ZDNet is reporting on an insurance carrier who charges higher premiums for hacker insurance to clients running Windows NT than clients running Unix or Linux. J.S. Wurzler Underwriting Managers is an underwriter that provided hacker insurance to companies looking to guard against the expense of being hacked. According to the ZDNet piece, Windows gets hacked more:
J.S. Wurzler Underwriting Managers, one of the first companies to offer hacker insurance, has begun charging its clients 5 percent to 15 percent more if they use Microsoftis Windows NT software in their Internet operations.
"We saw that our NT-based clients were having more downtime" due to hacking, says John Wurzler, founder and CEO of the Michigan company, which has been selling hacker insurance since 1998.
Wurzler said the decision to charge higher premiums was not mandated by the syndicates affiliated with Lloydis of London that underwrite the insurance he sells. Instead, the move was based on findings from 400 security assessments that his firm has done on small and midsize businesses over the past three years.
About half of his clients use Windows NT, Wurzler said; the rest use Linux or Unix. Given that breakdown, he said itis easy to justify higher rates for NT machines. "Why should a Unix player with fewer vulnerabilities subsidize NT users?" Wurzler asked.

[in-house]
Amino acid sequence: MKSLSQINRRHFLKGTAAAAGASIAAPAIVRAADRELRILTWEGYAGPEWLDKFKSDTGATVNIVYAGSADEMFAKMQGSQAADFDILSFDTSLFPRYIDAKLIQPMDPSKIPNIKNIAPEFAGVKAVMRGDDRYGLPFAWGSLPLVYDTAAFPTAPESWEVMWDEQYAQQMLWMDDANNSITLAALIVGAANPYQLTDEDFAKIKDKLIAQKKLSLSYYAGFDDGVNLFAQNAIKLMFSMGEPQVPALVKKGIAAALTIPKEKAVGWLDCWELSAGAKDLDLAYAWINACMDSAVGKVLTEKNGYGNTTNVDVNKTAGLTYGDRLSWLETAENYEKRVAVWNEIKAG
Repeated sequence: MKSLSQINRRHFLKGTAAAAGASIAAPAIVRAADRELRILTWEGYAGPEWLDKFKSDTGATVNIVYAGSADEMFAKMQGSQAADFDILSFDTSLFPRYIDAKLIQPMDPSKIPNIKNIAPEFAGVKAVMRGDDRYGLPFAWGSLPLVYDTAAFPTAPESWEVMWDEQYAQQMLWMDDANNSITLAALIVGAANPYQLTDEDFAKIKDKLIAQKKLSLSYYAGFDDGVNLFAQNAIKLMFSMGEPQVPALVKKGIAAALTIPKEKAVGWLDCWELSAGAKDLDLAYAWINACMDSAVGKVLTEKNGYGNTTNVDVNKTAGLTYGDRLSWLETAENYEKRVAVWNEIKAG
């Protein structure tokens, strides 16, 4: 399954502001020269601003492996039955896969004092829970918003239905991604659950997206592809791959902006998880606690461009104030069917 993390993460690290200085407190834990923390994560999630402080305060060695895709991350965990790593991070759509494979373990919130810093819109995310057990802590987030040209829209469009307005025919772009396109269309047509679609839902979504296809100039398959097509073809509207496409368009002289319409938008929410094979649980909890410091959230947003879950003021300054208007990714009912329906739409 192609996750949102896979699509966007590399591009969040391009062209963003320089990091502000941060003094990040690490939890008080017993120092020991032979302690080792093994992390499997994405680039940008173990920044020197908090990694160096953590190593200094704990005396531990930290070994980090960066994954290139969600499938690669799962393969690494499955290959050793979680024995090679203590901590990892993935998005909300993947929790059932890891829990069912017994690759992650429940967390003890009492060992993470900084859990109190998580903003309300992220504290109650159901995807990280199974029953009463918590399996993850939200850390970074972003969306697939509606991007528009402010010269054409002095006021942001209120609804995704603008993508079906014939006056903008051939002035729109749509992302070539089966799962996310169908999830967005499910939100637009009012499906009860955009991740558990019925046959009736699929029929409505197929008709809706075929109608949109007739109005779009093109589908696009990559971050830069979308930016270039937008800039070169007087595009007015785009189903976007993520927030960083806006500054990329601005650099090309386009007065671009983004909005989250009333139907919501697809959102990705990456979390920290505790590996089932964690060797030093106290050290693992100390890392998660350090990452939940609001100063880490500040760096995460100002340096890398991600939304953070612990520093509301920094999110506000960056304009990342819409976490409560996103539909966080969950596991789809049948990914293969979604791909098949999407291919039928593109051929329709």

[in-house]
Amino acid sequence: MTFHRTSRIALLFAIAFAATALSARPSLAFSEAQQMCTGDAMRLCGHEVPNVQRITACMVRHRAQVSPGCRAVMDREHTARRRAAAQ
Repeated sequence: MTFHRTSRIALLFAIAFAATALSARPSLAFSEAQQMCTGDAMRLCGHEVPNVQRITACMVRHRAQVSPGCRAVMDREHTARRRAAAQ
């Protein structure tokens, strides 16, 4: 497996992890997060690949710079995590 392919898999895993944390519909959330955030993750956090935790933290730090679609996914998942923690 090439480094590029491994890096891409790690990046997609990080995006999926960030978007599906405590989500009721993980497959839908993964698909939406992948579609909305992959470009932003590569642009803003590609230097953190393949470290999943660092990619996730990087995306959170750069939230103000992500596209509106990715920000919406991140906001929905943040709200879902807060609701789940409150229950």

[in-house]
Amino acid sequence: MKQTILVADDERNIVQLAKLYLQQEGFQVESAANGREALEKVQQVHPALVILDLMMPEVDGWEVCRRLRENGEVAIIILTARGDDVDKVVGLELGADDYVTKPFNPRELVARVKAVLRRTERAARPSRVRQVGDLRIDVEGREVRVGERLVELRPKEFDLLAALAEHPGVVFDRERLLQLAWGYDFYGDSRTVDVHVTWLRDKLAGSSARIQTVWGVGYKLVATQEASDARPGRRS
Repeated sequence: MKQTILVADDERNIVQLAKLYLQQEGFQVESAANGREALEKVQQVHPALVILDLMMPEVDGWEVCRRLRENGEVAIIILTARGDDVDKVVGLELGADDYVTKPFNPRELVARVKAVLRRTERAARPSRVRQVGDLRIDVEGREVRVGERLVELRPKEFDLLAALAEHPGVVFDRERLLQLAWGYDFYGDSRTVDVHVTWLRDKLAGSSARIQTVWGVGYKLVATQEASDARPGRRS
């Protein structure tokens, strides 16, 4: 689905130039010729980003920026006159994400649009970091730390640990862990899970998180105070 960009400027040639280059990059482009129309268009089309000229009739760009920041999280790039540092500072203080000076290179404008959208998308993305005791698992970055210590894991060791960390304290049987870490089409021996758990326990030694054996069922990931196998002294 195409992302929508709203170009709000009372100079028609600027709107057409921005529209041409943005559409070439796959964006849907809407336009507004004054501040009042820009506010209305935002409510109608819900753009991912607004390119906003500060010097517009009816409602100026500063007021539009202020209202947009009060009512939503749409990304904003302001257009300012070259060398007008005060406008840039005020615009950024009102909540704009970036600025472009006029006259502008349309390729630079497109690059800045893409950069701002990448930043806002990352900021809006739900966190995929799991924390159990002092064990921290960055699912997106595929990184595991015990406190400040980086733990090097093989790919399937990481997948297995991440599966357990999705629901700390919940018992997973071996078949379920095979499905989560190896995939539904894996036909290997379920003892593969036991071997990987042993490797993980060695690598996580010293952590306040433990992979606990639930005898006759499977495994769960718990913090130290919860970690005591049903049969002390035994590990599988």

And Wurzleris not through with Microsoft. He said his firm is looking at vulnerabilities in Microsoftis Internet Information Server software, and that it may soon begin charging higher premiums for that product, too.
Microsoftis response in the article:
Microsoft spokesman Jim Desler said the hacker insurance market is still too young to declare Wurzleris move a trend. "Thereis not enough history or business to draw conclusions about rate-setting practices," Desler said. As the market matures, rates are likely to be based on best practices, rather than on platforms or products, he predicted. "We provide unparalleled support in the area of security."
There is much more information in the article that we did not quote, and we recommend it as a good read. Thanks to Observer David Nelson for his help with this article.